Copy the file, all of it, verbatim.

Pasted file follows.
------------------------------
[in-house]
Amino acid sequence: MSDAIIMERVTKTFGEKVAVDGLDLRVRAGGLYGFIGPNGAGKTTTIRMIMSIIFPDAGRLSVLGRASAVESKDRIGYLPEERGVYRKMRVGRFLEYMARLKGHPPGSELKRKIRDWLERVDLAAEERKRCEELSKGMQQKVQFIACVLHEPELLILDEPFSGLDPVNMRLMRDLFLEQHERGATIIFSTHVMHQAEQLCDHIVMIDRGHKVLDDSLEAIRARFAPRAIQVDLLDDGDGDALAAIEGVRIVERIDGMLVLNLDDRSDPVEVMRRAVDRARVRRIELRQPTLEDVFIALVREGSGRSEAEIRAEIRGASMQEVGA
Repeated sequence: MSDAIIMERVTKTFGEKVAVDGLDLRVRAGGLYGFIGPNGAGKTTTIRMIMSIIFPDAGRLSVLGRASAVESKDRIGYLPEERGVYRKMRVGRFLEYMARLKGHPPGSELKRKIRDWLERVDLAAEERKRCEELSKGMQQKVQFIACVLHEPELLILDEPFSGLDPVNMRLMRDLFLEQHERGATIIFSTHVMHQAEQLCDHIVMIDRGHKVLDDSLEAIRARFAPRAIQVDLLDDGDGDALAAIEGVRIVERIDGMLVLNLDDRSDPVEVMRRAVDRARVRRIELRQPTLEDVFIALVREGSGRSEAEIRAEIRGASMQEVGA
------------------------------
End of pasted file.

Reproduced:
[in-house]
Amino acid sequence: MSDAIIMERVTKTFGEKVAVDGLDLRVRAGGLYGFIGPNGAGKTTTIRMIMSIIFPDAGRLSVLGRASAVESKDRIGYLPEERGVYRKMRVGRFLEYMARLKGHPPGSELKRKIRDWLERVDLAAEERKRCEELSKGMQQKVQFIACVLHEPELLILDEPFSGLDPVNMRLMRDLFLEQHERGATIIFSTHVMHQAEQLCDHIVMIDRGHKVLDDSLEAIRARFAPRAIQVDLLDDGDGDALAAIEGVRIVERIDGMLVLNLDDRSDPVEVMRRAVDRARVRRIELRQPTLEDVFIALVREGSGRSEAEIRAEIRGASMQEVGA
Repeated sequence: MSDAIIMERVTKTFGEKVAVDGLDLRVRAGGLYGFIGPNGAGKTTTIRMIMSIIFPDAGRLSVLGRASAVESKDRIGYLPEERGVYRKMRVGRFLEYMARLKGHPPGSELKRKIRDWLERVDLAAEERKRCEELSKGMQQKVQFIACVLHEPELLILDEPFSGLDPVNMRLMRDLFLEQHERGATIIFSTHVMHQAEQLCDHIVMIDRGHKVLDDSLEAIRARFAPRAIQVDLLDDGDGDALAAIEGVRIVERIDGMLVLNLDDRSDPVEVMRRAVDRARVRRIELRQPTLEDVFIALVREGSGRSEAEIRAEIRGASMQEVGA